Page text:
The construction of computer models is used to integrate disciplinary understanding of ecological dynamics with management objectives. The construction of the model itself is fraught with uncertainty. At least three levels of uncertainty can be dealt with by this technique. Background noise or variation can be dealt with by including feedbacks on variables in a model. Statistical or parametric uncertainty about forms and values ofrela-tionships can be assessed by evaluating alternative sets of equations or by estimating ranges or variations of parameters used in the equation sets. Finally, structural uncertainty in models, or what variables to consider in the model, is a matter of judgment, because situations in nature, such as surprises, cannot easily be dealt with even in the most sophisticated models. The body of literature on adaptive management describes how models should be developed with respect to the tradeoffs between model complexity and utility. These models help clarify uncertainties, but usually cannot resolve them by decomposition or research. Some uncertainty can be highlighted by the use of alternative statistical models that assign probabilities or odds on the possible outcomes.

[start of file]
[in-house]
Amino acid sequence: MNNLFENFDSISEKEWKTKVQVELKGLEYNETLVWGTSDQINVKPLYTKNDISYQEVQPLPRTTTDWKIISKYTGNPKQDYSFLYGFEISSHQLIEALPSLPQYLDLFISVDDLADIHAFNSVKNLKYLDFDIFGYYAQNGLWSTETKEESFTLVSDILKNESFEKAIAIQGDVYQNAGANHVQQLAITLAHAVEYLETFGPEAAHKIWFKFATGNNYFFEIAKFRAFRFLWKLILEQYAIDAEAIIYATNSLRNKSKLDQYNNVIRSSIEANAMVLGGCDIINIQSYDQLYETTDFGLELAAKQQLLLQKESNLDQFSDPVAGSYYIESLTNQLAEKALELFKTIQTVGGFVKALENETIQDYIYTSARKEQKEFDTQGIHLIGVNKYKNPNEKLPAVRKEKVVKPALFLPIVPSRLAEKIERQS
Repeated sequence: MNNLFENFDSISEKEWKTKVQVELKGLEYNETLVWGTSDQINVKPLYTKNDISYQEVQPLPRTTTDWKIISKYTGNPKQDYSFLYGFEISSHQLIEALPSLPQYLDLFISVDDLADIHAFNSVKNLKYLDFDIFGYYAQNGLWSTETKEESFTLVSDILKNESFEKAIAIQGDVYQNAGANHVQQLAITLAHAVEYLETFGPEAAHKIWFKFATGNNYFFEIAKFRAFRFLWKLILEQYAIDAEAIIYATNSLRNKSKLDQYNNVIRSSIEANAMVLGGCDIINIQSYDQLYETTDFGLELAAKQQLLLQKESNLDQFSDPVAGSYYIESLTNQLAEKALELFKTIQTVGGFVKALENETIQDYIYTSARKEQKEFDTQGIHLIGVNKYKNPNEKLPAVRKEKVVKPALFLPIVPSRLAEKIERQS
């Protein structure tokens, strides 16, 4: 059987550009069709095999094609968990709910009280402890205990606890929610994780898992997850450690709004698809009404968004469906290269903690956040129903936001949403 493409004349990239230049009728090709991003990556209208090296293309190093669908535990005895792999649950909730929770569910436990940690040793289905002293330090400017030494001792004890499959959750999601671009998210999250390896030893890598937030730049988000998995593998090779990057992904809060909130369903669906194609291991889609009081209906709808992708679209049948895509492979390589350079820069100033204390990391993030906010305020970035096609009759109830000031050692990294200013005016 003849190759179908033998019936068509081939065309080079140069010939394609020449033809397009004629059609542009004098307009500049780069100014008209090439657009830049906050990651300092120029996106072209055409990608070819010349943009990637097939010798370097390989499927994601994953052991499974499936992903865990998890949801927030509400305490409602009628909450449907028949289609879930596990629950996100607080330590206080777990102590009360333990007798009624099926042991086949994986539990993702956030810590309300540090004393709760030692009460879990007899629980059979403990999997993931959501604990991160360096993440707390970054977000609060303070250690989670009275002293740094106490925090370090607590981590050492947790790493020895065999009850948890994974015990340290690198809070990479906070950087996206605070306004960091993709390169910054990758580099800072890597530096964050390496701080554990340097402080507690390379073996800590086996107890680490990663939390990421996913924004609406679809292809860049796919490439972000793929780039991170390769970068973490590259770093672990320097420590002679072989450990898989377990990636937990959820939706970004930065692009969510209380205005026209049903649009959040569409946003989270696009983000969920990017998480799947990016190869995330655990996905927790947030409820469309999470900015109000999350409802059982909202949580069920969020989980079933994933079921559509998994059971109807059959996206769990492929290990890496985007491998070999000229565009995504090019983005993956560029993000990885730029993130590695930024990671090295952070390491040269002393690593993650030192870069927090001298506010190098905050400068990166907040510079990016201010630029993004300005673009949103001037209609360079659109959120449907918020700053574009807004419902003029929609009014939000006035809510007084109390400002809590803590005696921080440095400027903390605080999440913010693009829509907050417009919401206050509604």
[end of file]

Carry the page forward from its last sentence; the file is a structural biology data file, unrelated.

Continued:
The models are viewed as hypotheses, and as such cannot be validated; they can only be invalidated in the Popperian view ofscience. The models are caricatures of reality, only including what is essential. Therefore, what is important is model credibility, not validity. It is only after resisting attempts at invalidation that a model becomes credible. One way of attempting invalidation is to compare the model output with historical data (verified data, not interpreted). Another way is that correlation between the model and historical data does not imply causation. Other means of invalidation include trial and error approaches, that is, compare the model predictions with what happens in the real world. There may be natural trials where model output can be compared to natural experiments. One can also compare the behavior ofalternative models. Once the models (or sets ofmodels) have resisted invalidation, they can be used to evaluate alternative actions. Proponents of adaptive management suggest that the adaptive assessment phase utilizes models to highlight uncertainties and foster communication but they cannot and should not be used to prescribe specific management actions. Most management decisions are gambles because of the inherent uncertainty of outcomes of a management action. In essence, the development of credible or plausible models helps determine what is not feasible, rather than specify a particular set of actions. Indeed, the most important outcome from the assessment phase is to identify a set ofalternative policies that can be discussed in the social-political arena.